Evaporative cooling can occur in an air-liquid water system initially at the same temperature. If the air is not saturated with water vapor, the liquid water will evaporate until the partial pressure reaches its vapor pressure. In this process, the temperature of the liquid water decreases. This is because there is a distribution of speeds among the water molecules, and only the water molecules moving fast enough with enough kinetic energy to break their hydrogen bonds will escape into the gas phase. This selection based on kinetic energy leaves the slower molecules in the liquid phase, thereby lowering the temperature of the liquid.

My question concerns the parallel process of an ice cube melting. If the ice cube is in thermal equilibrium with a super-cooled salty brine, say -20 degrees C, there will still be a distribution of speeds among the water molecules in the ice lattice. Since only the fastest moving water molecules in the ice lattice will have enough energy to break the hydrogen bonds, would the melting of the ice cube cause a similar cut-off of the speed distribution curve and lower the ice cube temperature? If the volume of the brine solution was large enough so that the brine temperature doesn't rise much, could there be a situation where the ice cube both melts and also get cooler?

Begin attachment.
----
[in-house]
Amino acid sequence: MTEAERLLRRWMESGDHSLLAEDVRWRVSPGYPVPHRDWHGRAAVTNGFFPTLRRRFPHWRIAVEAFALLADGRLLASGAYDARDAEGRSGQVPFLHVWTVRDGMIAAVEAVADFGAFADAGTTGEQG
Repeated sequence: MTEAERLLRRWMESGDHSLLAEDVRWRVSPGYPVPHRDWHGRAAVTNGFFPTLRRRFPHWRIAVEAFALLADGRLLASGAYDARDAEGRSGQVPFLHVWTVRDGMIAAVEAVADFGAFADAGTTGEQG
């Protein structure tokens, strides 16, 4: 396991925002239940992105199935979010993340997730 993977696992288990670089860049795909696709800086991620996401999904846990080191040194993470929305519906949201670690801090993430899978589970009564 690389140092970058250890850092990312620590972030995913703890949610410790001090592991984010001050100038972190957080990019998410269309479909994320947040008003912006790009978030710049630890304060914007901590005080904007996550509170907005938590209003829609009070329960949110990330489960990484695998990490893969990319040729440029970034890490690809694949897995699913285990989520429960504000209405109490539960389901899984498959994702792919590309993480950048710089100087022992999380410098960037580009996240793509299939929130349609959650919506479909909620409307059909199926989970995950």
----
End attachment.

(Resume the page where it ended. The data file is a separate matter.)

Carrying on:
1 Answer 1


Yes, and this is exactly how freezing mixture works. Mixing ice and calcium chloride can get down to -10C.

However the mechanism is a bit different to the one you describe. The water molecules in ice are held together by a variety of intermolecular interactions, of which the biggest contributor is hydrogen bonding. This means it takes energy to pull a water molecule away from the ice surface. This energy is the latent heat of fusion.

At any temperature above absolute zero the ice lattice is vibrating, and these vibrations hold energy. The average amplitude of the vibrations is related to the property we call temperature. The energy to break a water molecule free of the ice surface comes from this vibrational energy, so each molecule that leaves the surface reduces the vibrational energy in the ice and hence its temperature.


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